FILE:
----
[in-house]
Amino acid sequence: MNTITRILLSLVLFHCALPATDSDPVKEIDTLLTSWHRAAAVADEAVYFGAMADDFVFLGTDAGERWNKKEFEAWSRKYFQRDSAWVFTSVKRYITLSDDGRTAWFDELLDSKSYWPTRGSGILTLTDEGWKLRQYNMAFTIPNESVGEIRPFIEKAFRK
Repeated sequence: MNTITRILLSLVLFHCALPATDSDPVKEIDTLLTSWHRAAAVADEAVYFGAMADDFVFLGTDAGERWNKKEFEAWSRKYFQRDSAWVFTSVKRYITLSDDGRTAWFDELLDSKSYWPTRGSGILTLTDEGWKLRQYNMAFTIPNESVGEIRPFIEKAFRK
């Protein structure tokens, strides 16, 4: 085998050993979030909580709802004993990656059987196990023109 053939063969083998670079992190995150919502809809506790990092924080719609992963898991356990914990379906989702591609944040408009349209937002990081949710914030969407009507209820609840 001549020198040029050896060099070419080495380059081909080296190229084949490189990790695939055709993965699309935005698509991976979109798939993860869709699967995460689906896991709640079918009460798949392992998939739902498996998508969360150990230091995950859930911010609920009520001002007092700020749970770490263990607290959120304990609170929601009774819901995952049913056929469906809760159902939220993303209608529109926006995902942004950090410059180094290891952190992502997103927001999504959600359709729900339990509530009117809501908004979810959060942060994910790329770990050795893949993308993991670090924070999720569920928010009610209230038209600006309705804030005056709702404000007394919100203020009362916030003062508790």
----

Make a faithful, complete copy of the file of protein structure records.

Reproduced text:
[in-house]
Amino acid sequence: MNTITRILLSLVLFHCALPATDSDPVKEIDTLLTSWHRAAAVADEAVYFGAMADDFVFLGTDAGERWNKKEFEAWSRKYFQRDSAWVFTSVKRYITLSDDGRTAWFDELLDSKSYWPTRGSGILTLTDEGWKLRQYNMAFTIPNESVGEIRPFIEKAFRK
Repeated sequence: MNTITRILLSLVLFHCALPATDSDPVKEIDTLLTSWHRAAAVADEAVYFGAMADDFVFLGTDAGERWNKKEFEAWSRKYFQRDSAWVFTSVKRYITLSDDGRTAWFDELLDSKSYWPTRGSGILTLTDEGWKLRQYNMAFTIPNESVGEIRPFIEKAFRK
């Protein structure tokens, strides 16, 4: 085998050993979030909580709802004993990656059987196990023109 053939063969083998670079992190995150919502809809506790990092924080719609992963898991356990914990379906989702591609944040408009349209937002990081949710914030969407009507209820609840 001549020198040029050896060099070419080495380059081909080296190229084949490189990790695939055709993965699309935005698509991976979109798939993860869709699967995460689906896991709640079918009460798949392992998939739902498996998508969360150990230091995950859930911010609920009520001002007092700020749970770490263990607290959120304990609170929601009774819901995952049913056929469906809760159902939220993303209608529109926006995902942004950090410059180094290891952190992502997103927001999504959600359709729900339990509530009117809501908004979810959060942060994910790329770990050795893949993308993991670090924070999720569920928010009610209230038209600006309705804030005056709702404000007394919100203020009362916030003062508790």